studious nature, was not quite competent to estimate precisely
the disqualifying effect, if any, of her nonconformity, her
newness of blood, and other things, among the old county
families established round her; but the toughest prejudices,
he thought, were not likely to be long invulnerable to such
cheerful beauty and brightness of intellect as Paula's. When
she emerged, as she was plainly about to do, from the
seclusion in which she had been living since her father's
death, she would inevitably win her way among her neighbours.
She would become the local topic. Fortune-hunters would learn
of her existence and draw near in shoals. What chance would
there then be for him?

The points in his favour were indeed few, but they were just
enough to keep a tantalizing hope alive. Modestly leaving out
of count his personal and intellectual qualifications, he
thought of his family. It was an old stock enough, though not
a rich one. His great-uncle had been the well-known Vice-
admiral Sir Armstrong Somerset, who served his country well in
the Baltic, the Indies, China, and the Caribbean Sea. His
grandfather had been a notable metaphysician. His father, the
Royal Academician, was popular. But perhaps this was not the
sort of reasoning likely to occupy the mind of a young woman;
the personal aspect of the situation was in such circumstances
of far more import. He had come as a wandering stranger--that
possibly lent some interest to him in her eyes. He was
installed in an office which would necessitate free communion
with her for some time to come; that was another advantage,
and would be a still greater one if she showed, as Paula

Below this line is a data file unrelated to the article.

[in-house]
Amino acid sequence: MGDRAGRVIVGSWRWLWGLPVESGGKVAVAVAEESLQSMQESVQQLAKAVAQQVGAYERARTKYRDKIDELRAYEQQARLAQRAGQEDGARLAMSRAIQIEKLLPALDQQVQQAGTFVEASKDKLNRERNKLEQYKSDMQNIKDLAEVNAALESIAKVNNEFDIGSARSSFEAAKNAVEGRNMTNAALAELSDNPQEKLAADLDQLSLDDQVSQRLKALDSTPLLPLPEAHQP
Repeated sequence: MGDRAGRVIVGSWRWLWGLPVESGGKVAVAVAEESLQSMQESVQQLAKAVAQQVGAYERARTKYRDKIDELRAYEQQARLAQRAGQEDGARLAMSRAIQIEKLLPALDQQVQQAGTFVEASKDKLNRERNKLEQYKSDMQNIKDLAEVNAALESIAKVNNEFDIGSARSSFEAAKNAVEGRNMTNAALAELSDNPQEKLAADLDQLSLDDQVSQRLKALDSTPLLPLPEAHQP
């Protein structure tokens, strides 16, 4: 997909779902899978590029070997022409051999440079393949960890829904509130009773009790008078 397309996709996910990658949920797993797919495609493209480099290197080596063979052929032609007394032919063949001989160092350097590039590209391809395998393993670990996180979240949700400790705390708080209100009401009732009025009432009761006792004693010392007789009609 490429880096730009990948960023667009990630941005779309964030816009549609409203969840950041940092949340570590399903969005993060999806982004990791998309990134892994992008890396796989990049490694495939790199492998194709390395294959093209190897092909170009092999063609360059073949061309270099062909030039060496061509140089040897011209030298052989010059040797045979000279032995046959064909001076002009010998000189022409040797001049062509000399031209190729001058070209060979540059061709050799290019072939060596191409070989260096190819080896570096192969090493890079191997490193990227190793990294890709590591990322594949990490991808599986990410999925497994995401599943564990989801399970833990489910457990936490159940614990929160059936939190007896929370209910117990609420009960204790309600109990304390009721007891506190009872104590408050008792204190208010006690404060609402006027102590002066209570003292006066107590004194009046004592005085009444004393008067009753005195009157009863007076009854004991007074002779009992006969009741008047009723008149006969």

seemed disposed to do, such artistic sympathy with his work as
to follow up with interest the details of its progress.

The carriage did not reappear, and he went on towards Markton,
disinclined to return again that day to the studio which had
been prepared for him at the castle. He heard feet brushing
the grass behind him, and, looking round, saw the Baptist
minister.

'I have just come from the village,' said Mr. Woodwell, who
looked worn and weary, his boots being covered with dust; 'and
I have learnt that which confirms my fears for her.'

'For Miss Power?'

'Most assuredly.'

'What danger is there?' said Somerset.

'The temptations of her position have become too much for her!
She is going out of mourning next week, and will give a large
dinner-party on the occasion; for though the invitations are
partly in the name of her relative Mrs. Goodman, they must
come from her. The guests are to include people of old
cavalier families who would have treated her grandfather, sir,
and even her father, with scorn for their religion and
connections; also the parson and curate--yes, actually people
who believe in the Apostolic Succession; and what's more,
they're coming. My opinion is, that it has all arisen from
her friendship with Miss De Stancy.'

'Well,' cried Somerset warmly, 'this only shows liberality of
feeling on both sides! I suppose she has invited you as